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Today's News

  • Shelby Valley, Newport are All ‘A’ champs

    In basketball tournaments designed for the smallest 125 schools in Kentucky, Shelby Valley and Newport Central Catholic proved to be the top teams in the All “A” Classic state tournaments last week.

  • Community Calendar for the week of February 3, 2010

    Wednesday, February 3

    Karate classes will be held at the Community Center from 6 to 7:30 p.m.

    Children’s Story and Craft hour every Wednesday from 10 to 11 a.m. at Pleasureville Christian Church. Also, the community library at the church is open to the public.

    Eastern Elementary SBDM Council will meet at 4 p.m. in the school library.

    The SBDM meeting for Henry County Middle School will be held at 4:30 p.m. in the conference room.

  • Hancock & Waits closes

    Staff writer/photographer

    Another local business has closed its doors, citing the poor economic climate.

    Though Hancock and Waits Chrysler was spared the axe when Chrysler shut down nearly 800 dealerships in 2009, the business closed its doors for good last Thursday.

    Finance manager Shawn Bright said the general economy and flat new car sales  precipitated the move by owners Randy Hancock and Jim Waits, who declined a request for an interview.

  • ‘That’s a mistake, there’s no way’

    General Manager

    It was news that stopped Henry County Public Schools Superintendent Tim Abrams in his tracks.

    Working out on his treadmill after putting in a full day at the office on Jan. 7, Abrams received a call from a fellow superintendent. That colleague had just left a meeting of the Kentucky General Assembly’s House Committee on Education, in which Henry County High School had been identified as one of the 12 “persistently low-achieving schools.”

  • General Assembly spending a lot of time on education

    With more than half of our state tax dollars going to our schools and universities, it’s no surprise that the General Assembly spends a fair amount of time during legislative sessions focusing on education.

    Already, for example, we have approved a new law designed to make Kentucky more competitive in the federal “Race to the Top” grants being awarded this spring and summer to states that show the most commitment to improving schools.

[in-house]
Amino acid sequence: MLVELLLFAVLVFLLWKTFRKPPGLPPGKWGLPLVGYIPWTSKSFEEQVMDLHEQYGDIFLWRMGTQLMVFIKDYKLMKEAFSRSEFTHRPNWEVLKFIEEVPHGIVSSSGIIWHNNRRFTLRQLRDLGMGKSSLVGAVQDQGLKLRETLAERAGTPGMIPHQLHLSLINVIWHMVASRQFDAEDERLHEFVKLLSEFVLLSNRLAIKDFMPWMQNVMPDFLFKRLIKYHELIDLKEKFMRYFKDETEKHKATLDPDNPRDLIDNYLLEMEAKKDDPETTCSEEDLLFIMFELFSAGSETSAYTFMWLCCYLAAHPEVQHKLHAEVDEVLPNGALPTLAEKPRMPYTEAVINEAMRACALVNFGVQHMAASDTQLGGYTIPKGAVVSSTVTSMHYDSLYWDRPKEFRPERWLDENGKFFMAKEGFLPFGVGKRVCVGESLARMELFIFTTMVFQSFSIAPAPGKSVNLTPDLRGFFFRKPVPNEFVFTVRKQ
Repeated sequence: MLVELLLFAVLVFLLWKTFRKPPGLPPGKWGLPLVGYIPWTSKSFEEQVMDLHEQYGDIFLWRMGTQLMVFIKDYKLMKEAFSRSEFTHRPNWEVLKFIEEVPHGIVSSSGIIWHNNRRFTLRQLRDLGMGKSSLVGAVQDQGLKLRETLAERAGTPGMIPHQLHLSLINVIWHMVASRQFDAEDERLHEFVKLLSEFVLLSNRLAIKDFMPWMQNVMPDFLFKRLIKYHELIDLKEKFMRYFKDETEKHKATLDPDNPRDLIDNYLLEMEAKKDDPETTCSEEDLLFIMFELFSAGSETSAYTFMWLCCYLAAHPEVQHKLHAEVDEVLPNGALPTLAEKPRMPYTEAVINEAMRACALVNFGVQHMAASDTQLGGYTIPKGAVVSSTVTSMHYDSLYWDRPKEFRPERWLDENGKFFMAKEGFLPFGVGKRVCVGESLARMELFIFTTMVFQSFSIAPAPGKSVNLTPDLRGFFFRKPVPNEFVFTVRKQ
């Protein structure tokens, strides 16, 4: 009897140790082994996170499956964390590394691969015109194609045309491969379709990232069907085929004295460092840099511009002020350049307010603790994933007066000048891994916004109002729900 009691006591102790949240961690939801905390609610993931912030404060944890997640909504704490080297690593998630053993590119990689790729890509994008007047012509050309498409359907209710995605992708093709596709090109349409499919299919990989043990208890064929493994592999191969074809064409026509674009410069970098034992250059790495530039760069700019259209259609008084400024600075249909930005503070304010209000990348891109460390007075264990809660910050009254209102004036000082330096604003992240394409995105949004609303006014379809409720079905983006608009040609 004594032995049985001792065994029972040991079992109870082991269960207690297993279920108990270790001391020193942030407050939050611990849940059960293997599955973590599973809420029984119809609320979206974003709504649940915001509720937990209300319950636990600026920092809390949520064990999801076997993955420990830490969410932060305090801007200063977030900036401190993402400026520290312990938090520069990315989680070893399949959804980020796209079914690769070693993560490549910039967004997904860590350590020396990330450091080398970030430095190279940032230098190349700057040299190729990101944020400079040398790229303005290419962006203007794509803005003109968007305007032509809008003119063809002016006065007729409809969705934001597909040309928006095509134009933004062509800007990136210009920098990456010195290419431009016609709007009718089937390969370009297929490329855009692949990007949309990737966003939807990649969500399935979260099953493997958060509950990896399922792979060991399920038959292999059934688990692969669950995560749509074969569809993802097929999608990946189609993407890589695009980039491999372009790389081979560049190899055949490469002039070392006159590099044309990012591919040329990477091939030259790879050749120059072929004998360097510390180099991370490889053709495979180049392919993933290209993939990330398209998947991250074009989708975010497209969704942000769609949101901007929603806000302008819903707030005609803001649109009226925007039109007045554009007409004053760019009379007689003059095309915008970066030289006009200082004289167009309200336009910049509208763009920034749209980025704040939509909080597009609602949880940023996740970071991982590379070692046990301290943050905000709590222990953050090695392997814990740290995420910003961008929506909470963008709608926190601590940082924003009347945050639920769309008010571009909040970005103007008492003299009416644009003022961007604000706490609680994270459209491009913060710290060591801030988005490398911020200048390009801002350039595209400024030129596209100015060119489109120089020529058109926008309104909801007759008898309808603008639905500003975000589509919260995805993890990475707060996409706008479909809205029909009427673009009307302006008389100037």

• Confidence ‘sky high’ for Warriors

    After winning two basketball games last week, the Eminence Warriors have doubled their wins from last season and are showing signs of turning the corner with six games remaining until the postseason.

  • EHS girls celebrate with win

    It clung to their backs. It was big, mean and had sharp teeth. But last Thursday night, the Eminence Lady Warriors shook it off.

    With the 51-26 win over St. Francis, the monkey is now officially off the Warriors' backs. After starting the season at 0-18, it was their first feel-good moment of the year — better late than never. That monkey can now go mess with another squad.

  • KSP arrests 7 more in theft cases

    General Manager

    Seven more individuals have been arrested in connection with a string of criminal activity in southern Henry County.

    A total of eight juveniles and one adult have been arrested on charges tied to vehicle thefts and break-ins in New Castle, Pleasureville and other areas. The nine arrested have been hit with 21 total charges, and some of the juveniles are middle-school students.

  • Tough stretch gives Cats three losses

    Finishing a tough three-game stretch with losses to Shelby County and North Oldham last week, the Henry County boys’ basketball team has now dropped three straight and are an even 11-11 overall heading into the final month of the season.

  • Odd Fellows once were largest fraternal group in state

    Staff writer/photographer

    Though most residents know them now for the annual homecoming, and parade, there’s more to the International Order of Odd Fellows.

    The Independent Order of Odd Fellows Washington Lodge No. 1531 is a predominantly black fraternal organization.

    The Washington Lodge’s Henry County building was constructed on New Castle’s Main Street in the late 1800s and once boasted the largest fraternal membership in Kentucky.